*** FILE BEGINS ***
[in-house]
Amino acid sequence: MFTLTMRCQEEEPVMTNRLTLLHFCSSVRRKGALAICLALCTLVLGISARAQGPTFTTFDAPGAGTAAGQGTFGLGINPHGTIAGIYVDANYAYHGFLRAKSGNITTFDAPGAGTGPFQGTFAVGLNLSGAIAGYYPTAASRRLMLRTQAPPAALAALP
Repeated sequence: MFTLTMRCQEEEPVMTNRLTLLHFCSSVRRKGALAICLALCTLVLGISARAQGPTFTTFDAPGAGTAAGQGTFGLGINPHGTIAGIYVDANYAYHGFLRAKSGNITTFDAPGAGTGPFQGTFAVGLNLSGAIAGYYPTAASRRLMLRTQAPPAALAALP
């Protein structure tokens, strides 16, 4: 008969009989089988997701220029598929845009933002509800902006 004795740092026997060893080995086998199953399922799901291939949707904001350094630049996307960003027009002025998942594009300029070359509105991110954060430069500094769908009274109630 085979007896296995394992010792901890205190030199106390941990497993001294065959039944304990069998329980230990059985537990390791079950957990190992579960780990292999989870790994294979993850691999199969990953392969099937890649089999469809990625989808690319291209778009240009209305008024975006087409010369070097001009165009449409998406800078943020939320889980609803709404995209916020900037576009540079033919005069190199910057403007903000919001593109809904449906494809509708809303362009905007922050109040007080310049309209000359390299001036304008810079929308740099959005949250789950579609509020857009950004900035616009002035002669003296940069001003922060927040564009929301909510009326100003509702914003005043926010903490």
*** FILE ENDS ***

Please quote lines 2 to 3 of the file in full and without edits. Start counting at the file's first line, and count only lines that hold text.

Amino acid sequence: MFTLTMRCQEEEPVMTNRLTLLHFCSSVRRKGALAICLALCTLVLGISARAQGPTFTTFDAPGAGTAAGQGTFGLGINPHGTIAGIYVDANYAYHGFLRAKSGNITTFDAPGAGTGPFQGTFAVGLNLSGAIAGYYPTAASRRLMLRTQAPPAALAALP
Repeated sequence: MFTLTMRCQEEEPVMTNRLTLLHFCSSVRRKGALAICLALCTLVLGISARAQGPTFTTFDAPGAGTAAGQGTFGLGINPHGTIAGIYVDANYAYHGFLRAKSGNITTFDAPGAGTGPFQGTFAVGLNLSGAIAGYYPTAASRRLMLRTQAPPAALAALP